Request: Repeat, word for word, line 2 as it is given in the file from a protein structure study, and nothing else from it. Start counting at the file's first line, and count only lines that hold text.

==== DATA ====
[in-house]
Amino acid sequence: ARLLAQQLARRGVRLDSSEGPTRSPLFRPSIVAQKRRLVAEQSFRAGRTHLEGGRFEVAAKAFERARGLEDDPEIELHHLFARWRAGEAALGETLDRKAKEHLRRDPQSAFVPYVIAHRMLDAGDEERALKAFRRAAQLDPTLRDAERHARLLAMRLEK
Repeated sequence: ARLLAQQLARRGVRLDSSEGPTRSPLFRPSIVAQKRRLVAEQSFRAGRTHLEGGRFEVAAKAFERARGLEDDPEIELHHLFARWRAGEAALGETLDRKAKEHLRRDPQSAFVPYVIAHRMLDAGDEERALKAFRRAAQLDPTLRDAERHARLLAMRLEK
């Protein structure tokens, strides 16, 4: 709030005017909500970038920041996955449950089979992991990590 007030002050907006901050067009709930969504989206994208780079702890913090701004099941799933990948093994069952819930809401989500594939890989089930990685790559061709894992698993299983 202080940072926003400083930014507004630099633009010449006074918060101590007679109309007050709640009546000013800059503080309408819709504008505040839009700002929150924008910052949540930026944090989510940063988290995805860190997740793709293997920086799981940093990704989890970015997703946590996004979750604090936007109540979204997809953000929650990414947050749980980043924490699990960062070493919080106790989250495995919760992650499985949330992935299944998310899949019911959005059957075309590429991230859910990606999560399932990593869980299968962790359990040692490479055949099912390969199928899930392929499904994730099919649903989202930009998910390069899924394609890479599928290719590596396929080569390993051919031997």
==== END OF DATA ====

Amino acid sequence: ARLLAQQLARRGVRLDSSEGPTRSPLFRPSIVAQKRRLVAEQSFRAGRTHLEGGRFEVAAKAFERARGLEDDPEIELHHLFARWRAGEAALGETLDRKAKEHLRRDPQSAFVPYVIAHRMLDAGDEERALKAFRRAAQLDPTLRDAERHARLLAMRLEK